Before I start, let me be clear. I’m a level line tenkara guy.
When I started my tenkara journey, furled lines were my preference. However, as I honed some of my manipulation techniques and started fishing some higher end rods, I moved over to level line. With a few exceptions here and there, I just never really seek an alternative.
So when Luong Tam at Tenkara Tanuki offered to send over a new tapered PVC floating line for review, I sort of chuckled and said “whatever” to myself. But aspiring to be the best tenkara “journalist” I could be (if that’s even a thing) I took him up on the offer. And let me tell you, I was surprised.
Luong mailed a 16′ line to mess around with. He actually offers lengths between 12′ and 22′ in one foot increments. This allows you to kind of pick your poison when it comes to length.
Otherwise, it’s a fairly standard configuration for a pre-made line. First, with a string loop at the one end to girth hitch on to the rod’s lillian. Then followed by an 18″ length of monofilament at the other end which terminates with a tippet ring in which to tie on your tippet (and eventually, fly).
The first thing that I immediately noticed was how supple the line felt. Sometimes when you are given a PVC line for either western fly fishing or tenkara, it has a somewhat “stiff”, plasticky feel to it. It may even may be on the heavy side. I’m not sure what this line is, or where he sourced it, but it is really soft and light. If you didn’t know better, you’d think it behaved like a furled thread line.
But the feel aside, the casting is what’s important, right? I have to admit, it casts damn good. Now, I’ve tried one or two PVC lines with tenkara rods over the years and they all generally cast well. You’ll be throwing a fairly solid loop in no time. That’s the main draw to buy one. However I noticed that this one seems to sag a bit less than some of the others that I’ve tried in the past. Now it’s nowhere near the lightness of level line, but the weight is not going to immediately pull your fly back towards you either should you want to tight line fish with it.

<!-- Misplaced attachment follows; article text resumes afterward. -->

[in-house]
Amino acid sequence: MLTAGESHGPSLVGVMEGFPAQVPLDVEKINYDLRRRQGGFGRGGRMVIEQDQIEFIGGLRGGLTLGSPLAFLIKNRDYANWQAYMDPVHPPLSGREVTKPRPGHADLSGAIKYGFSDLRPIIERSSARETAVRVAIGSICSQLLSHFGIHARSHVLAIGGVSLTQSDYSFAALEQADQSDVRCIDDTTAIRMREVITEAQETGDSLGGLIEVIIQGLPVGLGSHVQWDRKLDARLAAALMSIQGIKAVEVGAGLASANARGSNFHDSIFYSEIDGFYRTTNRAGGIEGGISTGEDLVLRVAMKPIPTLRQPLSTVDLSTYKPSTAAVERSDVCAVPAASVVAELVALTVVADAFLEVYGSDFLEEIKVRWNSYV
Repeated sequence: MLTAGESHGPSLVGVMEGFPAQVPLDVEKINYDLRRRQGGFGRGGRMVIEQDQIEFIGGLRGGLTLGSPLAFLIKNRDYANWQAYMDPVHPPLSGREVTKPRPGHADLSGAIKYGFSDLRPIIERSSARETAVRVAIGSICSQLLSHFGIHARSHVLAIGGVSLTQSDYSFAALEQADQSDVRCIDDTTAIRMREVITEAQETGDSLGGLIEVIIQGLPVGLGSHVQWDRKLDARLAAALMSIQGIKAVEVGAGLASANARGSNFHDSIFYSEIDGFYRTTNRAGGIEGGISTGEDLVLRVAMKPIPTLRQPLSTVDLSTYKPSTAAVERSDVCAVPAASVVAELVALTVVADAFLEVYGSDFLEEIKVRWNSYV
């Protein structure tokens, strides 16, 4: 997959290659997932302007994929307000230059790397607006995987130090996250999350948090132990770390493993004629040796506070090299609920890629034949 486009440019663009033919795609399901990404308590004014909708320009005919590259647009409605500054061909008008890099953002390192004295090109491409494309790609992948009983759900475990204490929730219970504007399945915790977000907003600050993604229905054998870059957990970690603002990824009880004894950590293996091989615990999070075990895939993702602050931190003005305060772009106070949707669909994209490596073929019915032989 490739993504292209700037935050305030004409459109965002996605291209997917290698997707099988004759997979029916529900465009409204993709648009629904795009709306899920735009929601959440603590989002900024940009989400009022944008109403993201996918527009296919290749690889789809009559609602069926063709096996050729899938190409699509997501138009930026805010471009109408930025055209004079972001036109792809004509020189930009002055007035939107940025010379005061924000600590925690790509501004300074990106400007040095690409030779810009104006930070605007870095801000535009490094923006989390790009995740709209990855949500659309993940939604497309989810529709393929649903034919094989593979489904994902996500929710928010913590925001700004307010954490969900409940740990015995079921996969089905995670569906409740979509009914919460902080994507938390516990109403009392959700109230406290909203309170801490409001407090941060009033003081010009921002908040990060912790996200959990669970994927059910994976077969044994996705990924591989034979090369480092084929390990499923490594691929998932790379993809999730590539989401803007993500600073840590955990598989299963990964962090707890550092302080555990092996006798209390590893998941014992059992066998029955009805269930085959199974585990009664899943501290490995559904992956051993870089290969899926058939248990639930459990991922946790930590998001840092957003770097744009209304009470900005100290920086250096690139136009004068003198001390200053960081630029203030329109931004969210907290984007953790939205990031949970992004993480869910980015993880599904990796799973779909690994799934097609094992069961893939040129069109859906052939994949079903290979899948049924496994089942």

Luong states on his website that “it is designed to cast with bigger fly easier like mouse/popper/grasshopper pattern”. His words, not mine. But I’ll tell you, he’s not lying. Whereas with level line, when you cast a larger fly it’s more like a “lob”, this line truly allows you to cast the fly where you want it to go. I played around first casting a BoogleBug panfish popper, then even switched over to a tungsten beadhead leech pattern. It handled them both really well. I was impressed.
More importantly, the fish were too…
Now, I probably wouldn’t recommend this line for unweighted kebari. (Unless you wanted to fish dry flies with the floating line resting on the water.) However, if you’re a warmwater fixed-line angler, or even a more traditional tenkara angler who has difficulty casting longer lines, this alternative is worth checking out. Honestly, I wish I signed up for the 22′ version. I can see this becoming a staple of my stillwater fixed-line arsenal. Pair it with a longer, stouter rod and some larger western flies on a lake or pond and you’re going to have a blast.
Total side note, these lines come with/are sold on the Tanuki Saucer line holder. I had never had one of those in hand before… Through this review I found it’s a pretty interesting little contraption as well. With two integrated fly compartments, and a silicone line-retaining lip that you can flip open and closed, it’s definitely become a “fidget spinner” or “stress ball” replacement at my computer desk even when not serving its use for fishing. I just can’t keep my hands off the thing.
So to conclude… did Luong totally make me defect from Team Level Line? Not exactly. But as a specialized piece of fixed line gear, this Tanuki PVC Tapered Floating Tenkara Line certainly earns some street cred. Particularly if you’re a warmwater angler, it should definitely warrant your consideration.
At the time of publication of this review, the Tanuki PVC Tapered Floating Tenkara Line retails for $28.95 and can be found at Tenkara Tanuki’s website.
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